Many people with arthritis -- especially osteoarthritis -- use supplements in their diet to ease the pain of arthritis. Glucosamine and chondroitin are the most well-known. Methyl sulfonylmethane (MSM) is another supplement used to ease the pain of arthritis, but it has not been through as much scientific testing.
It is important to check with your doctor before starting any new treatments. Your doctor can review the other medications you are taking and help you decide whether or not these arthritis supplements are right for you. In addition, always follow the instructions on the medication label. Do not take more of the supplements than is recommended.
What Are Glucosamine and Chondroitin?
Glucosamine and chondroitin sulfate are components of normal cartilage. In the body, they are the building blocks for cartilage and appear to stimulate the body to make more cartilage.
There are conflicting studies on glucosamine and chondroitin, some demonstrating a beneficial effect on osteoarthritis pain. Others, including the NIH-sponsored multicenter Glucosamine/Chondroitin Arthritis Intervention Trial (GAIT), did not show benefit for the primary outcome of reducing pain. More recently another study also found that glucosamine did not slow down cartilage damage or reduce knee pain.
The supplements, which are available in pharmacies and health food stores without a prescription, are well-tolerated and appear to be safe. However, there are no long-term studies to confirm their long-term safety and effectiveness. Keep in mind that the U.S. Food and Drug Administration (FDA) regulates supplements, but treats them like food rather than drugs; supplement manufacturers are not required to prove their products are safe or effective before selling them in the marketplace.
Many physicians may still recommend a trial of glucosamine at this point, and if there is not apparent improvement by three months, it would be reasonable to stop glucosamine. Research is ongoing.
Which Brand of Arthritis Supplement Should I Use?
There are many different brands of glucosamine and chondroitin, which are usually sold together as one arthritis supplement. Again, there is no government monitoring to ensure the purity of these products.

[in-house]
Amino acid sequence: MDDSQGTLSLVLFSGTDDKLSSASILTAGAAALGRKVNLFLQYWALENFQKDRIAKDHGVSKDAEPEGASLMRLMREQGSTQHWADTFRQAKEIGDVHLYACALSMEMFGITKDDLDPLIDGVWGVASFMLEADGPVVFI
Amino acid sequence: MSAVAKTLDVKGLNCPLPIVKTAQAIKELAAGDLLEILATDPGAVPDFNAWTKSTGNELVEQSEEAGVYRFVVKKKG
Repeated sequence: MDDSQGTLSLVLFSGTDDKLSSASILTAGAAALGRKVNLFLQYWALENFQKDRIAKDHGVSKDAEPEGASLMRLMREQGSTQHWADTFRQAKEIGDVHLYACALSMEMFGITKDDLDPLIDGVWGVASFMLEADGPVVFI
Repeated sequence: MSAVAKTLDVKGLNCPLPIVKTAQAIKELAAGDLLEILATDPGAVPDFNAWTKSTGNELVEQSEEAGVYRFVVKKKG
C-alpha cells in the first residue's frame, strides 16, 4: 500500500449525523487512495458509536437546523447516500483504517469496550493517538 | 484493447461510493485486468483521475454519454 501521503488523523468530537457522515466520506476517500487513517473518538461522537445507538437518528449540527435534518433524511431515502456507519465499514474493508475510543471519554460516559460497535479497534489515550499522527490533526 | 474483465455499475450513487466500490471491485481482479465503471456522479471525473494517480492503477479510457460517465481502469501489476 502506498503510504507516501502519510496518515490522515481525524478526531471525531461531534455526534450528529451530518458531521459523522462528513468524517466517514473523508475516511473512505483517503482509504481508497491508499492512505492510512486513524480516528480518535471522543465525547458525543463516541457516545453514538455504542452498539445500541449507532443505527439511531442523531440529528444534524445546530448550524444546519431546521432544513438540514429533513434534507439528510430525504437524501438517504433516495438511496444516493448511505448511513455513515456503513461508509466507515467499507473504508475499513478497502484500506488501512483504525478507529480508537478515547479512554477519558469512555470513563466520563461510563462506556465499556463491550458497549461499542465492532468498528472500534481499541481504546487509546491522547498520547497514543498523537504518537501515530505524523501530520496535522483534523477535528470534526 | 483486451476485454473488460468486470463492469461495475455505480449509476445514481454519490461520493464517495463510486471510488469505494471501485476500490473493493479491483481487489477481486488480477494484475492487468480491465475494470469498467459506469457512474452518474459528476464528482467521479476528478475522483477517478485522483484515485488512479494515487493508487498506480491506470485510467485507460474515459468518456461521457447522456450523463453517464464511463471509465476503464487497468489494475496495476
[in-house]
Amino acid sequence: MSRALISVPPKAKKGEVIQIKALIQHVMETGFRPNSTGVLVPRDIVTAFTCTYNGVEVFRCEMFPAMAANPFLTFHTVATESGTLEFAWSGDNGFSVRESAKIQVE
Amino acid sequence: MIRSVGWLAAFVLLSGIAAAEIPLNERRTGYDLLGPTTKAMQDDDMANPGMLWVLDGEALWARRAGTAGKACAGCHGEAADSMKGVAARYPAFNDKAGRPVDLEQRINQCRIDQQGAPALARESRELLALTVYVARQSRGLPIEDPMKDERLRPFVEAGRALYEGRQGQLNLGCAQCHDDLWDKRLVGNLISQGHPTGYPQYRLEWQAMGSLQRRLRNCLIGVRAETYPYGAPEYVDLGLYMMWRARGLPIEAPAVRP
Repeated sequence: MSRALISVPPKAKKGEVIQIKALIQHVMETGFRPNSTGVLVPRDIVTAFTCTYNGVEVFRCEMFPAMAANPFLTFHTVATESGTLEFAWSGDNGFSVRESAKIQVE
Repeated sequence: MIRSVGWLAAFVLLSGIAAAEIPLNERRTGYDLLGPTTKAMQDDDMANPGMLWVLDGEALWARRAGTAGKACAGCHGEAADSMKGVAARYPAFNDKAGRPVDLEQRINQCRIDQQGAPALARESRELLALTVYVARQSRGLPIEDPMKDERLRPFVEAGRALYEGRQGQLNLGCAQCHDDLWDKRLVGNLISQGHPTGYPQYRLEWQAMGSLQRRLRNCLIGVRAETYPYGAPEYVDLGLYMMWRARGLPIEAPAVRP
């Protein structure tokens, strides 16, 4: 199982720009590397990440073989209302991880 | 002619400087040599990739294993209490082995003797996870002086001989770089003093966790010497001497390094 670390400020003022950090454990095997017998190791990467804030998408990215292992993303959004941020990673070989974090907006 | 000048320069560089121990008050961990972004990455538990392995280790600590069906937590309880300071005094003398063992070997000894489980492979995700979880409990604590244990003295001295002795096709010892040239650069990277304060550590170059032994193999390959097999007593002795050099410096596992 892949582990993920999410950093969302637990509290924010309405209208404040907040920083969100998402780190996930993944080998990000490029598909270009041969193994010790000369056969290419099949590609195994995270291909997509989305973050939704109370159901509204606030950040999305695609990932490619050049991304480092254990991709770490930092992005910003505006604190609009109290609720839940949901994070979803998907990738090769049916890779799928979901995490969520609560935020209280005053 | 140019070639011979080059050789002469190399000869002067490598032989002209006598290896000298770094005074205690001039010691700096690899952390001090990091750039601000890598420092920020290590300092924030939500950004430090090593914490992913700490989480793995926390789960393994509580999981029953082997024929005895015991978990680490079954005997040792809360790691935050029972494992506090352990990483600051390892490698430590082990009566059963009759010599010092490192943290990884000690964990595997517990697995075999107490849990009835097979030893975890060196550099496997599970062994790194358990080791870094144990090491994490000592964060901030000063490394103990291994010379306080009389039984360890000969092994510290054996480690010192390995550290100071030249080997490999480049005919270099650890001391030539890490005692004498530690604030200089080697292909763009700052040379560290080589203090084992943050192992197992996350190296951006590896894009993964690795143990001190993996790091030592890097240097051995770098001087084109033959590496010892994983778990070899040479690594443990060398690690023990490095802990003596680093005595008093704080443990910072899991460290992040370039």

In order to assure that you get a consistent dose of the supplements, stick with a reputable manufacturer; choose products sold by large and well-established companies. If you don't recognize a brand name, ask about the company's reputation, how long it has been in business, and how long the store has stocked the brand.
Who Should Not Take These Arthritis Supplements?
People with diabetes should use caution when taking glucosamine because it may raise blood sugar. People taking blood-thinning medication (anticoagulants) should check with their doctors before taking glucosamine and chondroitin.
These arthritis supplements may also have a blood-thinning effect, so people taking these supplements in addition to an anticoagulant may have to have their blood tested more often. People who are allergic to shellfish also should consult their doctors before using glucosamine and chondroitin. Glucosamine is extracted from a substance in shellfish.
The effects of these supplements on a growing child or developing baby are not yet known. For that reason, glucosamine and chondroitin are not recommended for children, women who are pregnant, women who are nursing, and women who could become pregnant.
What Are the Side Effects of Glucosamine and Chondroitin?
These arthritis supplements are generally well-tolerated. However, side effects can occur. The most commonly reported side effects of glucosamine and chondroitin include:
What Is MSM and Can It Help My Arthritis?
MSM is an odorless and tasteless natural sulfur compound found in all living things. Sulfur is needed by the body for healthy connective tissue and joint function and has purported pain-quashing and anti-inflammatory properties.
While MSM is found in many foods -- including meat, fish, certain fruit, vegetables, and grains -- it is destroyed when foods are processed. MSM supplements have become increasingly popular in recent years and many people feel they have had some pain relief since taking MSM. Although some studies have reported improvement in pain with MSM, more research needs to be done to support its use as an arthritis supplement.
Those patients with multiple health conditions should be aware that current prescription medication may interact with dietary supplements, and they should consult their doctor so that side effects can be best monitored. Moreover, as with many supplements that have not been studied, the long-term benefits and safety of the chemical are unknown.
Talk to your doctor before taking MSM.